EB-5 Immigrant Investor Visa - EB5Investors.com
EB-5 Basics

EB-5 Immigrant Investor Visa

By Zachary Rodriguez

A Reasonable Explanation

Writing a business plan and following a business plan are two very different things. Sticking to deadlines is not always as easy as it is presented in a business plan. Businesses and Regional Centers involved in the EB-5 immigrant investor visa program know this all too well. Having every action under the scrutiny of the United States Immigration and Citizenship Services (USCIS), as well as pressure from developers and investors, adds to the complexity of the situation.

What if there are delays in the project beyond the control of developers? And, what does that mean in terms of the EB-5 job creation requirements? USCIS released a policy memorandum on February 14, 2013, in an effort to clarify certain EB-5 adjudication policies. Among the issues brought up in this memorandum, USCIS addressed certain matters concerning the I-829 petition.

The purpose of the I-829 petition is for a conditional permanent resident who obtained such status through investment to remove the conditions on his or her residence. Each EB-5 investor becomes a “conditional permanent resident” upon approval of their I-526 petition.

In order to remove the conditions, or have an I-829 petition approved, certain evidence must be submitted with the 8 C.F.R. § 216.6. The two most relevant things this evidence must prove are:

  1. “…that the immigrant investor invested or was actively in the process of investing the required capital and sustained this action throughout the period of the immigrant investor’s residence in the United States. The immigrant investor can make this showing if he or she has, in good faith, substantially met the capital investment requirement and continuously maintained his or her capital investment over the two years of conditional residence”

  2. “…that the commercial enterprise [into which the foreign national invested] created or can be expected to create, within a reasonable time, ten full-time jobs for qualifying employees.”

With this information, USCIS determines whether to approve, reject, or request further evidence on an I-829 petition. As Regional Centers file these I-829 petitions, a question comes to mind: what exactly is “within a reasonable time” in the 2/14 memo?

USCIS offers a convoluted explanation of this phrase, which causes confusion, rather than relief. As one reads through the memorandum, the explanation of the phrase begins by citing the original language of the EB-5 Program regulations, which say that job creation must occur within two years of filing a Form I-526. However, USCIS goes on to acknowledge that extenuating circumstances within the development of a new business may prevent jobs being created within two years. Therefore, “jobs that will be created within a year of the two-year anniversary of the approved Form I-526 will ordinarily be considered to be created with a reasonable period of time.“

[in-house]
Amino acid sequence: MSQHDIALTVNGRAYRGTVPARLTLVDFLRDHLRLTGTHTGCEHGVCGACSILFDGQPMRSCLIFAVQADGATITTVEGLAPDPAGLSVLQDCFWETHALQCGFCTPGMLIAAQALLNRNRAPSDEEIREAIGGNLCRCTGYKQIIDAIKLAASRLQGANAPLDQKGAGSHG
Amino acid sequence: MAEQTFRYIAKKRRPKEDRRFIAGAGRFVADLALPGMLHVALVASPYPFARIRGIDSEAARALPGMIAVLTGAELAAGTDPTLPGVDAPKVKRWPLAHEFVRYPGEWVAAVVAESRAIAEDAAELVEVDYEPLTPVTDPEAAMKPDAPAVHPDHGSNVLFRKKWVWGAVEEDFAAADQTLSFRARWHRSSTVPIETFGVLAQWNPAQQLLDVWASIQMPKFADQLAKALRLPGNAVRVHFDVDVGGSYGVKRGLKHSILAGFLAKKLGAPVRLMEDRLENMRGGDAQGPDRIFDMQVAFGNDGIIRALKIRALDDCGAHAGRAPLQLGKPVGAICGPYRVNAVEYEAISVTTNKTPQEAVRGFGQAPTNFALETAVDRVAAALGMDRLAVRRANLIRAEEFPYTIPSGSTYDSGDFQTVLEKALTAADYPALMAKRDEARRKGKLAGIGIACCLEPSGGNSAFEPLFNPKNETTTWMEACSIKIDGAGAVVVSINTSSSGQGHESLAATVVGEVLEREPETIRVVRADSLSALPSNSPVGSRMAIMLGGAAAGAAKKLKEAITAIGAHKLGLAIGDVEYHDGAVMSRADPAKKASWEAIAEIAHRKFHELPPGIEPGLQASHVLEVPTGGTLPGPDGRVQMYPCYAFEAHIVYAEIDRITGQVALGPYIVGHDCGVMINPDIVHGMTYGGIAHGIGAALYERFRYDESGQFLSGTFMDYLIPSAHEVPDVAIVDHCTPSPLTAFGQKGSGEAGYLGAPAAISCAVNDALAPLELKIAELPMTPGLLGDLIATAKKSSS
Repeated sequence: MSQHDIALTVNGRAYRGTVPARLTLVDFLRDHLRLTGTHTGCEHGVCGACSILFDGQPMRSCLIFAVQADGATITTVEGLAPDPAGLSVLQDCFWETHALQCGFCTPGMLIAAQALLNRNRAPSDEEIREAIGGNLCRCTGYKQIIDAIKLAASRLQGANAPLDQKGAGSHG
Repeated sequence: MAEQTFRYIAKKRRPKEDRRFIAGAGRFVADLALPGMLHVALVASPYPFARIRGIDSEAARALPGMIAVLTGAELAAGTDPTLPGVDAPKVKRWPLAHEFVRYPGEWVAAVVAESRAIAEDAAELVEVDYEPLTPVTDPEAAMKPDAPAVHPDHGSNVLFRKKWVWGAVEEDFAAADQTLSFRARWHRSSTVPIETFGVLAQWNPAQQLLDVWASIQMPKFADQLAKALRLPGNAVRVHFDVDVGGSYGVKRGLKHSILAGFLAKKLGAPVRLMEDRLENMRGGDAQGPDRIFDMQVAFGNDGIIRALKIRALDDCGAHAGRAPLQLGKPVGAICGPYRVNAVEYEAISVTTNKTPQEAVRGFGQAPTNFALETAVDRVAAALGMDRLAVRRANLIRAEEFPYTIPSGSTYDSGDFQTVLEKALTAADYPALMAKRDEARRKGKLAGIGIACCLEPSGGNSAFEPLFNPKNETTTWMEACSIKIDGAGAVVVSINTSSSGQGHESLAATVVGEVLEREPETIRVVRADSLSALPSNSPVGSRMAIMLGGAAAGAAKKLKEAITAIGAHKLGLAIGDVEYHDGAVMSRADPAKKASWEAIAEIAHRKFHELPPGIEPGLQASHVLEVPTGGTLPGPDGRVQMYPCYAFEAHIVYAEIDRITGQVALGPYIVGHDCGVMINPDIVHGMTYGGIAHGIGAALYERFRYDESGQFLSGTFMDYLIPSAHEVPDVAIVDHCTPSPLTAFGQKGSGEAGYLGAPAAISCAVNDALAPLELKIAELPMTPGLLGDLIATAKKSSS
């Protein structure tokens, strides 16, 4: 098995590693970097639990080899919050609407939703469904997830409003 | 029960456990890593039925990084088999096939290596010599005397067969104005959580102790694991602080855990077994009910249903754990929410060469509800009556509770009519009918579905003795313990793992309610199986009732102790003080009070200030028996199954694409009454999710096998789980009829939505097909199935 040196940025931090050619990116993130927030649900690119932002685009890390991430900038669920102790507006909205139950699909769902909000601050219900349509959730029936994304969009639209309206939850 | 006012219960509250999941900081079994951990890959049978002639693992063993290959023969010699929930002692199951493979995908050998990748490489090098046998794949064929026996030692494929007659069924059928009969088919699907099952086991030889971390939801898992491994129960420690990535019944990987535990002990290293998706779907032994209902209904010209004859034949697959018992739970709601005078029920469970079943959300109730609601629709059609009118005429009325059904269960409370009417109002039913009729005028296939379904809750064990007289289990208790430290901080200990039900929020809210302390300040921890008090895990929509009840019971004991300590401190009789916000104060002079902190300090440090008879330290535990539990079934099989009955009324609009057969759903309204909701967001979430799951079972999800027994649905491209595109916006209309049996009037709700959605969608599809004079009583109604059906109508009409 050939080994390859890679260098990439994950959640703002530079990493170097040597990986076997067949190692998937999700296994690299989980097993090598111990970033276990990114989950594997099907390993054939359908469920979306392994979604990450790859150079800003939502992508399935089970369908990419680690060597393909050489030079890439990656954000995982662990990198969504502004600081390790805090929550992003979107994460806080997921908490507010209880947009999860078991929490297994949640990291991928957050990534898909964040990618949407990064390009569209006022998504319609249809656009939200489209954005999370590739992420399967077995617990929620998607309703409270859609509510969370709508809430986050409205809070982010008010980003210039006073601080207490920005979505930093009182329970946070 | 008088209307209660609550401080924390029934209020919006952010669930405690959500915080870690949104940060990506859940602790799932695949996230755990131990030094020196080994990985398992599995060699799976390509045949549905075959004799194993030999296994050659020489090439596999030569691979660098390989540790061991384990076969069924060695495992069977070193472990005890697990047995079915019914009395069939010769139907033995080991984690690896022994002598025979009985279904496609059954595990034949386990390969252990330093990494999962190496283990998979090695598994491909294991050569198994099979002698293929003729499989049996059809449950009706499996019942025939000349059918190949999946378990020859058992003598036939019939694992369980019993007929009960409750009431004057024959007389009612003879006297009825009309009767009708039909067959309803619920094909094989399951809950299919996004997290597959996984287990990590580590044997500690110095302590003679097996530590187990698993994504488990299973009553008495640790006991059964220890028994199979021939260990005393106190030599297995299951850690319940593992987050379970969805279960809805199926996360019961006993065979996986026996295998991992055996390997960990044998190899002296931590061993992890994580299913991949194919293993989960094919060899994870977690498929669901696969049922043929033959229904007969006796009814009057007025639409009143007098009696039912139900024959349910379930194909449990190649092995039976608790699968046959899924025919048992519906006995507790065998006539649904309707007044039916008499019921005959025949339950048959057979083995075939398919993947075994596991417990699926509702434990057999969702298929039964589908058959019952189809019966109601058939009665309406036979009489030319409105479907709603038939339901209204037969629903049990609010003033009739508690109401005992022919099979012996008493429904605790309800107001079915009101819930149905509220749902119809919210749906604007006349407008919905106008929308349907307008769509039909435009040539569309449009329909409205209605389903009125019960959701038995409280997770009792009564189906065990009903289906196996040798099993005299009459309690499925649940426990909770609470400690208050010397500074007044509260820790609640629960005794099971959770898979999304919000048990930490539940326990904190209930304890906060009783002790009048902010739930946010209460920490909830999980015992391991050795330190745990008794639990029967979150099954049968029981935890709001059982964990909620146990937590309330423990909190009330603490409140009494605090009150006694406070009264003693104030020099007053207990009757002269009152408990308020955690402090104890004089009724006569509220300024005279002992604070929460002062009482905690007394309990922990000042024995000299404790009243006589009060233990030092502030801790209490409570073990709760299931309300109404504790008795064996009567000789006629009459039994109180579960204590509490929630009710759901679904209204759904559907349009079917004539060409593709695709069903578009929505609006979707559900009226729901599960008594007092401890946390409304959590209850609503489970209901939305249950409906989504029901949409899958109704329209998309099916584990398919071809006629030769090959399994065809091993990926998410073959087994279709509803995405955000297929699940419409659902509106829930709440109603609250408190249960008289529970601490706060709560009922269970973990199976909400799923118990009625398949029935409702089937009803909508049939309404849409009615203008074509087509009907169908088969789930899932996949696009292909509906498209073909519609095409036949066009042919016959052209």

Now, the EB-5 immigrant investor visa community has a three year baseline from which to work from, keeping in mind that whatever the regulations may say, USCIS has the right to make any determination seen fit, based on the “totality of the circumstances.” So, could three and a half years be acceptable? Four years? Three years from the beginning of construction?

As this guidance memorandum reads, it seems as though USCIS recognizes the volatility of a new business, and tries to account for it with a more flexible job creation timeframe. However, USCIS makes it clear that it has the right, under law, to approve, reject, or request further evidence regarding the justification of a particular job creation timeframe. Further, USCIS regards three years as a “reasonable timeframe,” as long as the circumstances justify such a timeframe.

This clarification is necessary and helpful, but all together, lacking. Rather than clarifying the meaning of a “reasonable timeframe,” USCIS has determined that three years may or may not be reasonable, but that it really depends based on the totality of the circumstances. And ultimately, as usual, it is for USCIS to decide, leaving Regional Centers and investors with little to no objective and predictable standards.

The 2/14 memorandum has left Regional Centers scratching their heads as to what exactly “within a reasonable time” is and whether their situation justifies a longer job creation timeframe. While USCIS cannot propose exact guidance for every situation, there is still some work to be done concerning this phrase’s meaning. Some helpful direction could include:

  • Fleshing out what circumstances do and do not justify a longer job creation timeframe
  • Providing examples of EB-5 projects that may justify longer job creation timeframes, possibly broken down by industry, geography, or financial structure
  • Explaining ways to avoid having to extend job creation timeframes

By providing further explanation of the phrase, USCIS would not only be helping Regional Centers, investors, law firms and businesses that are preparing these business plans and I-829 petitions, but could also quicken the EB-5 adjudication process. Therefore, more Regional Centers will know what USCIS expects, helping them better prepare documentation and set reasonable project milestones.

As the EB-5 community waits for this further guidance, Regional Centers should stick to the two year baseline determined at the outset of the EB-5 Program. And if any questions or issues begin to percolate concerning job creation, Regional Centers should reach out to USCIS, asking for further clarification. Hopefully as more Regional Centers press for clarification, USCIS can provide an explanation that is both reasonable and useful.